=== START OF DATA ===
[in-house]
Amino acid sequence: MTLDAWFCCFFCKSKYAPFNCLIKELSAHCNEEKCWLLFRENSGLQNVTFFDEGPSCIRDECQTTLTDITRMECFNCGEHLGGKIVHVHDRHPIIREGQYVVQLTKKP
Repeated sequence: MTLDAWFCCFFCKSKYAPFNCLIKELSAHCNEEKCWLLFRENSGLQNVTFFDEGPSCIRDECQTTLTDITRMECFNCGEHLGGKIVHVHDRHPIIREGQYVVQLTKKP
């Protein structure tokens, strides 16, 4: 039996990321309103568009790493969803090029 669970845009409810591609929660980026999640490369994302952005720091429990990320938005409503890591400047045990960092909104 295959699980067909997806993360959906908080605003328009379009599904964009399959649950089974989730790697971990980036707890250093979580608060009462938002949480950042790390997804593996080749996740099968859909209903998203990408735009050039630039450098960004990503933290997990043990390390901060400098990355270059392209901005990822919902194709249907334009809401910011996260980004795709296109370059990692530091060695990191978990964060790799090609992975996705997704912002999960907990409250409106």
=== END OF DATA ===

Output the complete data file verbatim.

[in-house]
Amino acid sequence: MTLDAWFCCFFCKSKYAPFNCLIKELSAHCNEEKCWLLFRENSGLQNVTFFDEGPSCIRDECQTTLTDITRMECFNCGEHLGGKIVHVHDRHPIIREGQYVVQLTKKP
Repeated sequence: MTLDAWFCCFFCKSKYAPFNCLIKELSAHCNEEKCWLLFRENSGLQNVTFFDEGPSCIRDECQTTLTDITRMECFNCGEHLGGKIVHVHDRHPIIREGQYVVQLTKKP
């Protein structure tokens, strides 16, 4: 039996990321309103568009790493969803090029 669970845009409810591609929660980026999640490369994302952005720091429990990320938005409503890591400047045990960092909104 295959699980067909997806993360959906908080605003328009379009599904964009399959649950089974989730790697971990980036707890250093979580608060009462938002949480950042790390997804593996080749996740099968859909209903998203990408735009050039630039450098960004990503933290997990043990390390901060400098990355270059392209901005990822919902194709249907334009809401910011996260980004795709296109370059990692530091060695990191978990964060790799090609992975996705997704912002999960907990409250409106």